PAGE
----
Hydrogen sulfide is one of the organic decomposition gases including methane, ammonia, and carbon dioxide. All have safety measures and use specific gas sensors for measurement and testing.

Incubator (cell culture) 

Cell Incubators are used to grow and maintain microbiological or cell cultures. The incubator maintains optimal temperature, humidity, pH and gas levels such as carbon dioxide (CO2) and oxygen to best promote the growth of the cells inside.

Incubators are essential for experimental work in cell biology microbiology and molecular biology and are used to culture both bacterial as well as eukaryotic cells.

A common use is the CO2 incubator, so called because it  is designed to maintain a temperature of 38C, 95% relative humidity and 5% enriched CO2 in the air. The carbon dioxide is used to maintain the pH balance of the water inside the cells. 

Learn more about CO2 incubators here.

LEL (or LFL) - Lower Explosion Limit 

Used in safety, the lower explosion limit or lower flammability limit is the lowest percentage of a gas mixed with oxygen that will make the gas/air mixture flammable or explosive. This is in contrast to the UEL/UFL, which is the highest percentage of gas that can be combined with oxygen and still flammable. Note that in order for a gas to be flammable, mixture with oxygen is required.

LEL and UEL vary with temperature and pressure, but are normally expressed in terms of volume percentage at 25°C and normal atmospheric pressure. The flammable/explosive range of different gases are listed here.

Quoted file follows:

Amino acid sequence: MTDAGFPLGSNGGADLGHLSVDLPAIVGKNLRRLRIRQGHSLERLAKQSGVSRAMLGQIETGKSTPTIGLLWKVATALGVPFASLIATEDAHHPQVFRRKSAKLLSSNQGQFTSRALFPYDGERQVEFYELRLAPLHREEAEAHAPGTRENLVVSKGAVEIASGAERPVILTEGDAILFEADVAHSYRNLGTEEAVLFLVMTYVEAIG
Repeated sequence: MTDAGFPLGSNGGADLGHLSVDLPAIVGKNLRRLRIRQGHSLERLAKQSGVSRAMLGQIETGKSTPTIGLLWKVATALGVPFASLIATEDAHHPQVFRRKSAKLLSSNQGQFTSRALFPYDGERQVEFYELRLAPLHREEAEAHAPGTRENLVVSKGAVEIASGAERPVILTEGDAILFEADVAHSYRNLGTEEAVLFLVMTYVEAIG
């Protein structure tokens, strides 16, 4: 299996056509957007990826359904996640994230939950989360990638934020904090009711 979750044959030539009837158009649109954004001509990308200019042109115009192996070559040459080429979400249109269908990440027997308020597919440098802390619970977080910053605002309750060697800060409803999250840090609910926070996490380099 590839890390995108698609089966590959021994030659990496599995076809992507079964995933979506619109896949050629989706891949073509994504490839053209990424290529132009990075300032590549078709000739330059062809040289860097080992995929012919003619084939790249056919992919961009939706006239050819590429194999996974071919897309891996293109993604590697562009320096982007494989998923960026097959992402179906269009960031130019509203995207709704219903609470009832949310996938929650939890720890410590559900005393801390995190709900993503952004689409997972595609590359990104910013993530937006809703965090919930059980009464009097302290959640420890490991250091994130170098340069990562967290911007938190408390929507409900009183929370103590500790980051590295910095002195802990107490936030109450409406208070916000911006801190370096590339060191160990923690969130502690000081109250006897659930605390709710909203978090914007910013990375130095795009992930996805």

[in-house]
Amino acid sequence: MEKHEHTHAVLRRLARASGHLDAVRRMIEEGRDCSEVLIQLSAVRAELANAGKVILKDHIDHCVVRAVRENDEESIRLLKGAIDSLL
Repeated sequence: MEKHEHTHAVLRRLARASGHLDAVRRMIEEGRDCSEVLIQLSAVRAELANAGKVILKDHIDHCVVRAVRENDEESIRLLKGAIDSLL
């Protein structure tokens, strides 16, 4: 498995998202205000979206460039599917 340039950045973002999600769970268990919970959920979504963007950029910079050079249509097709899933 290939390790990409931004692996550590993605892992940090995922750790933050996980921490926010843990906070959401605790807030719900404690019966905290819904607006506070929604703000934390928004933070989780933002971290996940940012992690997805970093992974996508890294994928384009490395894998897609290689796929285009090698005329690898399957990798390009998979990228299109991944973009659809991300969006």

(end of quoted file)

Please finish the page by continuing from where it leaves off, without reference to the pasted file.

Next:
Methane (CH4) is the main constituent of natural gas. It is commonly used as a fuel, although capturing and storing it poses a challenge due to its gaseous state under standard temperature and pressure. Because methane is lighter than air, it tends to rise and accumulate near the higher stagnant parts of enclosed buildings and tightly closed manure storage pits. 

Methane Molecule

Micro Sensors

Microsensors are machined devices that have a smaller size and lower power requirements than commonly used sensors. They are part of the class of microelectromechanical system (MEMS) devices.

The next generation of micro sensors being produced rely on molecular nanomaterials to measure gas levels. With their low power requirements, these sensors could easily be added to clothing or hundreds of other products

Modified Atmospheric Packaging 

MAP is the replacement of the gases inside a sealed package. It is used to preserve the quality of fresh produce, meats, and pharmaceuticals. Since many products spoil or change color when left in open air, removing gases like oxygen from the packaging can improve shelf life, increase product attractiveness and reduces waste.

Modified Atmospheric Packaging